Were you able to tune in and catch any of the conventions late August through early September? I tuned in to each in part to catch speeches by Ted Kennedy, who battling serious health issues received a rousing amount of emotional support from his democratic brethren. I caught some of many speeches from both conventions but the one I tuned into mostly was Republican Vice Presidential and Alaska Governor Sarah Palin's remarks. Regardless of where your politics lie, it is amazing that just a few short weeks ago Palin was a virtual nobody outside of Alaska. I mostly think of Palin for selling the state's jet for government use on Ebay. Today, Palin and the other candidates are under a media scrutiny, a process you'll hear referred to as 'vetting,' more than anything imaginable.The media has a purpose in our society. We Americans don't think much of the media, I've heard it described the media is made up of people who would cannibalize each other. That said we're the first as consumers to pick up the tabloid rags sold at supermarkets and watch the tv tabloids and latch onto any amount of gossip about public figures and celebrities regardless of the facts and more importantly relevance. Does it matter that former presidential candidate John Edwards had an affair? If he were still running for the office I'd argue it does because it goes to his character and morals. No longer a candidate, I think it matters less. Much less. John Edwards is nothing more than another citizen to me and you as we sit here in Pennsylvania. What about former President Clinton's misgivings? Given the situation and its being committed in the oval office I'll argue this was a great abusive of power and our right to know was justified.
My point is our need to know about the personal lives and intimacies of public figures and celebrities has gotten to the point of saying a lot about us and our incessant need to know every little detail about as many people as we can. Especially those who have some degree of success and wealth. The point was made a few months ago that when a pair of Philly TV news anchors got into a heap of trouble that privately many of us felt better about ourselves because we love to see the perceived elite among us fall.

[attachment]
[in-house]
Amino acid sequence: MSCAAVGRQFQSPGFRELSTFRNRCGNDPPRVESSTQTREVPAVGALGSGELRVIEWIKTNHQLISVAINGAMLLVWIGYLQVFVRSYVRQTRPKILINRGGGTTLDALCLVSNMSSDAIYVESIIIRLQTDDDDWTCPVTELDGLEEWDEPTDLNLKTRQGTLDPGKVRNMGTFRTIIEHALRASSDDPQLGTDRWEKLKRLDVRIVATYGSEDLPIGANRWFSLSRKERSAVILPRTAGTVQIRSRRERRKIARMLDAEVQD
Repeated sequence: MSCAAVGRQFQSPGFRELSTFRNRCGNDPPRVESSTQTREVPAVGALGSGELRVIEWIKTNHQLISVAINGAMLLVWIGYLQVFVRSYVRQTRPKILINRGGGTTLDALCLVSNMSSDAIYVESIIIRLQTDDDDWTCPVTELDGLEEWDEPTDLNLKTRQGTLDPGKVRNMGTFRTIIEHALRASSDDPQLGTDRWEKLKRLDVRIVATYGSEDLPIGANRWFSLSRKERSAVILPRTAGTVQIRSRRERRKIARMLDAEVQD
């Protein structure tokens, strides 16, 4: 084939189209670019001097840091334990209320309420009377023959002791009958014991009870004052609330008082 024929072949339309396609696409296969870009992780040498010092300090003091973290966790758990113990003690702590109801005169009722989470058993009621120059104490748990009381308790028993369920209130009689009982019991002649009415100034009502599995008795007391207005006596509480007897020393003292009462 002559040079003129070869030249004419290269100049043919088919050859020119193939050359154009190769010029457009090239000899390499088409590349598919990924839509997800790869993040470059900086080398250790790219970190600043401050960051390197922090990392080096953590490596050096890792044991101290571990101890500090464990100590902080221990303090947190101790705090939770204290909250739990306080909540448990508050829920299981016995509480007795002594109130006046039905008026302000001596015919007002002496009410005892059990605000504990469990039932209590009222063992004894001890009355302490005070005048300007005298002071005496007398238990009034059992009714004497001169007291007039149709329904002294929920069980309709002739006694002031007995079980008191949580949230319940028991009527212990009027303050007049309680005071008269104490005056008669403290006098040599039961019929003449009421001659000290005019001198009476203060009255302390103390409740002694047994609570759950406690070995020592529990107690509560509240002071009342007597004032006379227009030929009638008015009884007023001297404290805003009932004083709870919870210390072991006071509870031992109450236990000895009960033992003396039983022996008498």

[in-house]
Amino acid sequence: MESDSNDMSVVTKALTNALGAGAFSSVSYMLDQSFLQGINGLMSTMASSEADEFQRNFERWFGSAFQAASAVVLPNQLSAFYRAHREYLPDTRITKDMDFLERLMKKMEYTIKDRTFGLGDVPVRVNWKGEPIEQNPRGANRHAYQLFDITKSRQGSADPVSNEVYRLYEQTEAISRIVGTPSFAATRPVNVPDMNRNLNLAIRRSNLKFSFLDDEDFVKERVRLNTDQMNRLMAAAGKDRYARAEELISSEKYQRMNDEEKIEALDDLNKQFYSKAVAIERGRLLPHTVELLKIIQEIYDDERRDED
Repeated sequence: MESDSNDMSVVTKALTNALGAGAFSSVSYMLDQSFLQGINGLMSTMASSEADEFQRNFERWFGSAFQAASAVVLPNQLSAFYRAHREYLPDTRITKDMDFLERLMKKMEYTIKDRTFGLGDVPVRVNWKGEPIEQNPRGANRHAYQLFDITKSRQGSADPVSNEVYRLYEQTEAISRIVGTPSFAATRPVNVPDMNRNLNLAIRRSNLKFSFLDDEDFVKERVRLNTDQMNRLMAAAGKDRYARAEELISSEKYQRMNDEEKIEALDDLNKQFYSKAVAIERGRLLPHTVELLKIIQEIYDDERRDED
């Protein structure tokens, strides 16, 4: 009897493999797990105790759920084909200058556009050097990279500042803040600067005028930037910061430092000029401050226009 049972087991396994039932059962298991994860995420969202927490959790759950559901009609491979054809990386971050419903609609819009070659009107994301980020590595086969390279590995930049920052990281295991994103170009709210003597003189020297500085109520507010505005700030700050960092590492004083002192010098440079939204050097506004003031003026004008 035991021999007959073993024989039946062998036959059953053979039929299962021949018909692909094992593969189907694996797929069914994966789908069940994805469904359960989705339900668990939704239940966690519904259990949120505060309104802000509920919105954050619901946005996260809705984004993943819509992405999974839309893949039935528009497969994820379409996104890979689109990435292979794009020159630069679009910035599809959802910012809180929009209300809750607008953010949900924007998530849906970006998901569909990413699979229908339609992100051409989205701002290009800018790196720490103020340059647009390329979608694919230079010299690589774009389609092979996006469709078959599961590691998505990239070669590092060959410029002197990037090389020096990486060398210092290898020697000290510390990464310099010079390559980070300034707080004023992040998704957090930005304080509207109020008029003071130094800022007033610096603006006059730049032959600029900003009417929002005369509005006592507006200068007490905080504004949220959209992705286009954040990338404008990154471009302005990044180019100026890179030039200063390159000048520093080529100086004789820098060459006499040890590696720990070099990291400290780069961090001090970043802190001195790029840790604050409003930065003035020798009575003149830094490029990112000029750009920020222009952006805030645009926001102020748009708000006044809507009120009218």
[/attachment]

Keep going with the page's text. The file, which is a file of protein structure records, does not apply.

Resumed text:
A long time ago in a classroom at Temple's main campus a professor of media history, Fred Farrar told me the media is in business to make money and that means increased ratings in broadcast and higher circulations in the print industry. Give the consumer what they want and today that means a lot of scandal and improprieties. The best way to let politicians know you won't succumb to negative advertising is tell them. Call their campaign office, write an email or letter but let them know. The best way to deal with the media is even easier. Don't support the media channels that you believe are working to run stories you think go to far. The media is supposed to be a watchdog. A watchdog, not a pit-bull. So turn the channel or don't buy the periodical, newspaper or magazine you believe crosses a line.
The most important thing is getting educated. Each candidate running for office either locally, statewide or nationally has their position and plan on a range of issues, many posted online at the candidate's respective websites. Read credible, fact based sources about the candidates to get informed and stay away from the sources of information that don't offer any real content instead choosing to give the latest dirt or scandal update.
The media, politicians and their ability to go to market with a successful campaign or product only works when we drink the 'kool aid' as its referred. By a choosy media consumer, stay away from the scandal sheets and tabloid tv shows. Get educated, find out what's important to you and who's the right person to achieve the fundamental goals you think are best for our country, state and community. Then when you go to the polls on November 4 you'll know you exercised your right to vote in the most productive way. See ya around town.
David DiRenzo, Milford Township, is a sales manager for a radio station based in Philadelphia, he can be reached on his website and blog at www.onemansview.net.